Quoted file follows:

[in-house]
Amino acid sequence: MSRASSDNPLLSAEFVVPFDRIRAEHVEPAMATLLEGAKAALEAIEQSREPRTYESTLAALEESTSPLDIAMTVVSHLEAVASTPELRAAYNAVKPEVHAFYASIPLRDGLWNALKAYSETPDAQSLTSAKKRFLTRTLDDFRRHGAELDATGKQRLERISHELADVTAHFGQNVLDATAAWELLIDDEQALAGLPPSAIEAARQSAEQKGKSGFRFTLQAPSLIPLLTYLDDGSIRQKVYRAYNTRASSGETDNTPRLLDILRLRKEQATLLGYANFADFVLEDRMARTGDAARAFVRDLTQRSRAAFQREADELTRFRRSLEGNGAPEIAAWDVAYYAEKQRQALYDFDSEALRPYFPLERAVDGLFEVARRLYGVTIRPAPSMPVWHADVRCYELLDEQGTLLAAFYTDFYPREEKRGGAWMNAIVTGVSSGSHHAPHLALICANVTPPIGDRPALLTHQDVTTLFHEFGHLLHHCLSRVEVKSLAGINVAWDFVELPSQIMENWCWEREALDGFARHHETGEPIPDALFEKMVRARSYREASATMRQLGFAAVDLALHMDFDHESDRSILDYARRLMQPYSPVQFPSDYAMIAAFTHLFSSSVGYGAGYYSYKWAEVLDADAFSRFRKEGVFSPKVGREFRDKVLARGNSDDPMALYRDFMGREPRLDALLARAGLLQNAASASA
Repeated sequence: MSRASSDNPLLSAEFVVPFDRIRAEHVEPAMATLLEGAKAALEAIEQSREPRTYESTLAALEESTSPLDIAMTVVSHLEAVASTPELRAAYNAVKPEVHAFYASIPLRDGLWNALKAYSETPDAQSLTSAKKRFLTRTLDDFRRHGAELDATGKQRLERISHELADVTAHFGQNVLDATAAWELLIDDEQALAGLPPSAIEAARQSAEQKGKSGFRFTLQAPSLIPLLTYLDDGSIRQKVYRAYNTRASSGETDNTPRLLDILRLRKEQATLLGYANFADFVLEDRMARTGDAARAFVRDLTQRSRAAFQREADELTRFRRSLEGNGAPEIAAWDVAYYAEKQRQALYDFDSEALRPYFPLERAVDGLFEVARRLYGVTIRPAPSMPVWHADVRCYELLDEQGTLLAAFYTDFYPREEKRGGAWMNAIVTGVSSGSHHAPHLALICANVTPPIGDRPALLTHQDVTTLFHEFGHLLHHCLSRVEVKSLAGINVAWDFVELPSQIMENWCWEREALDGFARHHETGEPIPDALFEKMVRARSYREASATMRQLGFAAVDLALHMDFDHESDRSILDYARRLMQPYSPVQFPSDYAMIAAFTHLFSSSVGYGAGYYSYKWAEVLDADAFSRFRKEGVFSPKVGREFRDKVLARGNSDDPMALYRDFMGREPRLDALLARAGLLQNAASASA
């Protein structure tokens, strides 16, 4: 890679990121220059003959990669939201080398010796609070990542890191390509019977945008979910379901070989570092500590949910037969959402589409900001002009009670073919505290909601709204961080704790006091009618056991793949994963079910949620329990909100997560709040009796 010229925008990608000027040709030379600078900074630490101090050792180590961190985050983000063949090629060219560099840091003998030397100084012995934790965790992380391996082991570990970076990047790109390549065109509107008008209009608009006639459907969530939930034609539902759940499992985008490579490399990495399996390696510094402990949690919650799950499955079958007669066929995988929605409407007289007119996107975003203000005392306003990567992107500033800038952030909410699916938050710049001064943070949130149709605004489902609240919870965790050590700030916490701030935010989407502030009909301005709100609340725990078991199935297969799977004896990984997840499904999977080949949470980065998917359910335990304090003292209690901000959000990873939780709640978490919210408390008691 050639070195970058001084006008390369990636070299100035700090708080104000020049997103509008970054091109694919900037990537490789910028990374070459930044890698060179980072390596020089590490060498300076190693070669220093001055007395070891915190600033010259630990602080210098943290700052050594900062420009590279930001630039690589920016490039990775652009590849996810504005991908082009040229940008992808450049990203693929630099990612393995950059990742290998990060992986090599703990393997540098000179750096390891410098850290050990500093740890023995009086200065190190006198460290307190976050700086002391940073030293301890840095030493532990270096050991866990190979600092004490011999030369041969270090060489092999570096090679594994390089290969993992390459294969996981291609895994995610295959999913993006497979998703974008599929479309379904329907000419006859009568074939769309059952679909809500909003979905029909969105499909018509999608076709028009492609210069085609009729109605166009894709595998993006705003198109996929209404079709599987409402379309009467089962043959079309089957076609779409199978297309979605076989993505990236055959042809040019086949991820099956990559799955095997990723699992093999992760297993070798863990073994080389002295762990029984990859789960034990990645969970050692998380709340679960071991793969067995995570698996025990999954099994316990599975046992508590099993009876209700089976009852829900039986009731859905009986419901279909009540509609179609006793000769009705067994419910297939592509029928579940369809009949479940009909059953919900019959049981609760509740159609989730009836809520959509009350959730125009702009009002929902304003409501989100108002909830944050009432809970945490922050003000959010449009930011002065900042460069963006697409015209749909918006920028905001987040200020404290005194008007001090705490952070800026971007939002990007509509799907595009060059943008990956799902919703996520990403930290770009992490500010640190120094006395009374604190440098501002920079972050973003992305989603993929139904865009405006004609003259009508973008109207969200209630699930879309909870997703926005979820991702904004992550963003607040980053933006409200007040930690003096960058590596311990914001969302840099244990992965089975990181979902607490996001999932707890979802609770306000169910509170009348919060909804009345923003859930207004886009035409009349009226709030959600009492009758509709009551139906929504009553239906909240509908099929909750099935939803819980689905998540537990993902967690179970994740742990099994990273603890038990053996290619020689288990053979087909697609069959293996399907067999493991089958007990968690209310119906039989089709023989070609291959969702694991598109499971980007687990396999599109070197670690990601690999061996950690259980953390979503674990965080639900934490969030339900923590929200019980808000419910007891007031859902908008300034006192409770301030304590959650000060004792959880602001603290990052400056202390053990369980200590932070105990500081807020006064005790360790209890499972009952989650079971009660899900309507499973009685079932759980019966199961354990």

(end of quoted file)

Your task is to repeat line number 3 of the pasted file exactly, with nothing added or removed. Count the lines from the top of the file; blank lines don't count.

Repeated sequence: MSRASSDNPLLSAEFVVPFDRIRAEHVEPAMATLLEGAKAALEAIEQSREPRTYESTLAALEESTSPLDIAMTVVSHLEAVASTPELRAAYNAVKPEVHAFYASIPLRDGLWNALKAYSETPDAQSLTSAKKRFLTRTLDDFRRHGAELDATGKQRLERISHELADVTAHFGQNVLDATAAWELLIDDEQALAGLPPSAIEAARQSAEQKGKSGFRFTLQAPSLIPLLTYLDDGSIRQKVYRAYNTRASSGETDNTPRLLDILRLRKEQATLLGYANFADFVLEDRMARTGDAARAFVRDLTQRSRAAFQREADELTRFRRSLEGNGAPEIAAWDVAYYAEKQRQALYDFDSEALRPYFPLERAVDGLFEVARRLYGVTIRPAPSMPVWHADVRCYELLDEQGTLLAAFYTDFYPREEKRGGAWMNAIVTGVSSGSHHAPHLALICANVTPPIGDRPALLTHQDVTTLFHEFGHLLHHCLSRVEVKSLAGINVAWDFVELPSQIMENWCWEREALDGFARHHETGEPIPDALFEKMVRARSYREASATMRQLGFAAVDLALHMDFDHESDRSILDYARRLMQPYSPVQFPSDYAMIAAFTHLFSSSVGYGAGYYSYKWAEVLDADAFSRFRKEGVFSPKVGREFRDKVLARGNSDDPMALYRDFMGREPRLDALLARAGLLQNAASASA